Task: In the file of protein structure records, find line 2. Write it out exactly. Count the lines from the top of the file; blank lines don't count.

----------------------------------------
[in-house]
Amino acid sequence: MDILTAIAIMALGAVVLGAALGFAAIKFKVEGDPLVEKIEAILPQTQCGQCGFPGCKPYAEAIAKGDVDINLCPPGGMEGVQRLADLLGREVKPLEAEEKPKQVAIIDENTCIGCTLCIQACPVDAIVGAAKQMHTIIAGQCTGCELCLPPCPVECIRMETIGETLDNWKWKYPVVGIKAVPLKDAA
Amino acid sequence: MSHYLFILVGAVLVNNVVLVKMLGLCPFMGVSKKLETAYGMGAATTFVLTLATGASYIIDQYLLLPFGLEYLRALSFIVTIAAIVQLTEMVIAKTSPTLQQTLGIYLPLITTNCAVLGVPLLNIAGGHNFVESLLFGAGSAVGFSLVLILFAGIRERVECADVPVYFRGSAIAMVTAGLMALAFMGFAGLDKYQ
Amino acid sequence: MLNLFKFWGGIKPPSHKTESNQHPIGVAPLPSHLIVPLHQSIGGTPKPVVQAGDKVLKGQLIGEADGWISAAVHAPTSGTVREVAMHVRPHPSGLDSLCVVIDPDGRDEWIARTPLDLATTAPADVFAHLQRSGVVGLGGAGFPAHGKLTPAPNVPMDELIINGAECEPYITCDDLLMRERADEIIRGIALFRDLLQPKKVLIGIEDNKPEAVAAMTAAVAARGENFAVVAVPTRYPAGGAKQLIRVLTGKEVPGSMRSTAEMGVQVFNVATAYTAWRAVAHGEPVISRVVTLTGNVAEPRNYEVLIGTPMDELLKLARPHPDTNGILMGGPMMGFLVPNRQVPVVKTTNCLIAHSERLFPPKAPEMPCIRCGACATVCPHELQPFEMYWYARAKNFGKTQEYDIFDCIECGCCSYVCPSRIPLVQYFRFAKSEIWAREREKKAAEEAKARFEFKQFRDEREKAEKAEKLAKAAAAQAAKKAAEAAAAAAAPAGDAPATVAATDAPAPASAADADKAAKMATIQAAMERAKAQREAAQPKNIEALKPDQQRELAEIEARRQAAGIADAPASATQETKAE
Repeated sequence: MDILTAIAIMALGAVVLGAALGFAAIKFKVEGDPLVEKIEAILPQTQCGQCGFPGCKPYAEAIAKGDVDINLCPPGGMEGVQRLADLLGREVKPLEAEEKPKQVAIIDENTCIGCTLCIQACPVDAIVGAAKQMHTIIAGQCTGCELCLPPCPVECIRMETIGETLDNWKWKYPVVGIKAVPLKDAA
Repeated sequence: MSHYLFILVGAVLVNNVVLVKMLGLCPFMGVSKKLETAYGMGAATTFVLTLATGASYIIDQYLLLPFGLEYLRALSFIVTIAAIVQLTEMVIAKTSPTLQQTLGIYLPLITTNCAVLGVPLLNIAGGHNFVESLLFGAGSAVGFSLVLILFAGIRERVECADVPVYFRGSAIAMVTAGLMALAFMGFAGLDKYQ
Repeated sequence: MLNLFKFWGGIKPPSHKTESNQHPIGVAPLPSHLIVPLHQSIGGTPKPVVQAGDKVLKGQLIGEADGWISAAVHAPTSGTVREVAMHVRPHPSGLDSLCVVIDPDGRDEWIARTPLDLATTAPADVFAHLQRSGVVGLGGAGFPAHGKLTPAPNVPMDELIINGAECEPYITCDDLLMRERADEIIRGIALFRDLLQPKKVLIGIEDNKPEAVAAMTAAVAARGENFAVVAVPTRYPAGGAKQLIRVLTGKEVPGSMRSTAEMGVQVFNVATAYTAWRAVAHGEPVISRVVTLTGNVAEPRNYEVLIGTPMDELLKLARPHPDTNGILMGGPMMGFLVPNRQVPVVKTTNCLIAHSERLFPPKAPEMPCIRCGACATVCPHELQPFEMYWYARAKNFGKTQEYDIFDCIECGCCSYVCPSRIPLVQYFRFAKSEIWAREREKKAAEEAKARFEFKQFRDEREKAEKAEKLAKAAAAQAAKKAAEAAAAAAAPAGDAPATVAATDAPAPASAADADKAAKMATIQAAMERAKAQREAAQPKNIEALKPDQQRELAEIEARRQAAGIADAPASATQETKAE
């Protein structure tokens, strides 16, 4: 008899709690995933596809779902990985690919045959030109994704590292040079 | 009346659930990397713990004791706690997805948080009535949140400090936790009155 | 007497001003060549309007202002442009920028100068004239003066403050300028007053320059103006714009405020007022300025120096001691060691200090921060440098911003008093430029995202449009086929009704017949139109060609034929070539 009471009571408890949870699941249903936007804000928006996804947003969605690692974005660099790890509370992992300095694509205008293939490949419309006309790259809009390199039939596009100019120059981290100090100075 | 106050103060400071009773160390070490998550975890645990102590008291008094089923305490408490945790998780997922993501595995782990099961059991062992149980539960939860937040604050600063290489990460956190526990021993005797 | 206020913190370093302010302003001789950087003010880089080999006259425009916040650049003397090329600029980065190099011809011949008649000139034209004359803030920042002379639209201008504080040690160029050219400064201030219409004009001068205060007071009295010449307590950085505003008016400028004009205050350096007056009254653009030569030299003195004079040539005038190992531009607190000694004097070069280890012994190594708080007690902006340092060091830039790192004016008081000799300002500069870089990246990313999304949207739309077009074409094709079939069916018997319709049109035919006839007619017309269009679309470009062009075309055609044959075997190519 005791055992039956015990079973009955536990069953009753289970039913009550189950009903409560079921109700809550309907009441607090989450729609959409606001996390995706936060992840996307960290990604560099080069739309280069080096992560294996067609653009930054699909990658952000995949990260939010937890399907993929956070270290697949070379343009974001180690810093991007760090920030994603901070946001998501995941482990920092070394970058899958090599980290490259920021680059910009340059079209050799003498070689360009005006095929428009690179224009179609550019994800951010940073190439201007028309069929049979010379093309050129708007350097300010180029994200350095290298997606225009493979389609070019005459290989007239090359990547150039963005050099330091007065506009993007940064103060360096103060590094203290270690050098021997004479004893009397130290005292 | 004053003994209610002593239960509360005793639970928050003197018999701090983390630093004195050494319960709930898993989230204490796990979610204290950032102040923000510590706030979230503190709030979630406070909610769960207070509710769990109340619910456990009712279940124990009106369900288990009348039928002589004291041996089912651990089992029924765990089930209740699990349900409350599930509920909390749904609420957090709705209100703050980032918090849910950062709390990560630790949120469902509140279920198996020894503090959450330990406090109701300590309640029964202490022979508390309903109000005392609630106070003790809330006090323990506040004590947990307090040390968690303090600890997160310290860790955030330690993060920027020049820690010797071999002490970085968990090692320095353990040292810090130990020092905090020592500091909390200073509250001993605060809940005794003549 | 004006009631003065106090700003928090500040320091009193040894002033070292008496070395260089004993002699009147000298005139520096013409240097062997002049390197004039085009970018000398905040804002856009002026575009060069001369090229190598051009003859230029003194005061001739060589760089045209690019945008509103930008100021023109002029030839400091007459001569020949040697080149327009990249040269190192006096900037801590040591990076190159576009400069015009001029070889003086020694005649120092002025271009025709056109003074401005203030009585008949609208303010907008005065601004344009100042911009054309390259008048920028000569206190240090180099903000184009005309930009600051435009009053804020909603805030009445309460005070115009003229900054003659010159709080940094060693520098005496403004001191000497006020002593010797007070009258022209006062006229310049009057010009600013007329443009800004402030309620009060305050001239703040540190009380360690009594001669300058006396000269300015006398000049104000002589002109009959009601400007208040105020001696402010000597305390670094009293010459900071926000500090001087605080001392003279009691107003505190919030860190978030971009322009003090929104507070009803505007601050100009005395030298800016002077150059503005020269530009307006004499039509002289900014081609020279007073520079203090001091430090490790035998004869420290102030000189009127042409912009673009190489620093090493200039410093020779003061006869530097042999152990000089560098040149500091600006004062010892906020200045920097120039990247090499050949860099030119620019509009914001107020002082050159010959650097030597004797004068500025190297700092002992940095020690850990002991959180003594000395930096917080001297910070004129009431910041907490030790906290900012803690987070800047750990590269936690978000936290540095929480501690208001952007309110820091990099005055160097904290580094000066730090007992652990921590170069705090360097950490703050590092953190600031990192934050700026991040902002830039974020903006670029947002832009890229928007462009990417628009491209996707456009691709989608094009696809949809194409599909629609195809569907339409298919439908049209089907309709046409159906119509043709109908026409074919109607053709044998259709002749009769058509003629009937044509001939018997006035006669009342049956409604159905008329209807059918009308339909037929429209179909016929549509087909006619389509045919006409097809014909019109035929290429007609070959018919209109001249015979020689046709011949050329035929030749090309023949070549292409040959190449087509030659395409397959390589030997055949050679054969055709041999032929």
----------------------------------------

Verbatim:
Amino acid sequence: MDILTAIAIMALGAVVLGAALGFAAIKFKVEGDPLVEKIEAILPQTQCGQCGFPGCKPYAEAIAKGDVDINLCPPGGMEGVQRLADLLGREVKPLEAEEKPKQVAIIDENTCIGCTLCIQACPVDAIVGAAKQMHTIIAGQCTGCELCLPPCPVECIRMETIGETLDNWKWKYPVVGIKAVPLKDAA